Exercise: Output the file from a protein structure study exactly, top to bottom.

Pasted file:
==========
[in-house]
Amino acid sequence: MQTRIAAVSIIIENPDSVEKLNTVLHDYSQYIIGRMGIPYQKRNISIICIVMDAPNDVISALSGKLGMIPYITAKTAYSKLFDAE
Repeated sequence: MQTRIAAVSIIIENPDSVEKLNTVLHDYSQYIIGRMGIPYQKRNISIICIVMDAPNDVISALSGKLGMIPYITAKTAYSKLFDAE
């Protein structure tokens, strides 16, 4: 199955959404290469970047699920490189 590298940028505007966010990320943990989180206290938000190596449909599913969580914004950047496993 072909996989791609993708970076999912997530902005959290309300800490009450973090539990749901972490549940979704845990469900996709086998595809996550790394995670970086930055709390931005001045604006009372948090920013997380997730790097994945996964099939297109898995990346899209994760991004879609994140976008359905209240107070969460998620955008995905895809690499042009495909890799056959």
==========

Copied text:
[in-house]
Amino acid sequence: MQTRIAAVSIIIENPDSVEKLNTVLHDYSQYIIGRMGIPYQKRNISIICIVMDAPNDVISALSGKLGMIPYITAKTAYSKLFDAE
Repeated sequence: MQTRIAAVSIIIENPDSVEKLNTVLHDYSQYIIGRMGIPYQKRNISIICIVMDAPNDVISALSGKLGMIPYITAKTAYSKLFDAE
């Protein structure tokens, strides 16, 4: 199955959404290469970047699920490189 590298940028505007966010990320943990989180206290938000190596449909599913969580914004950047496993 072909996989791609993708970076999912997530902005959290309300800490009450973090539990749901972490549940979704845990469900996709086998595809996550790394995670970086930055709390931005001045604006009372948090920013997380997730790097994945996964099939297109898995990346899209994760991004879609994140976008359905209240107070969460998620955008995905895809690499042009495909890799056959």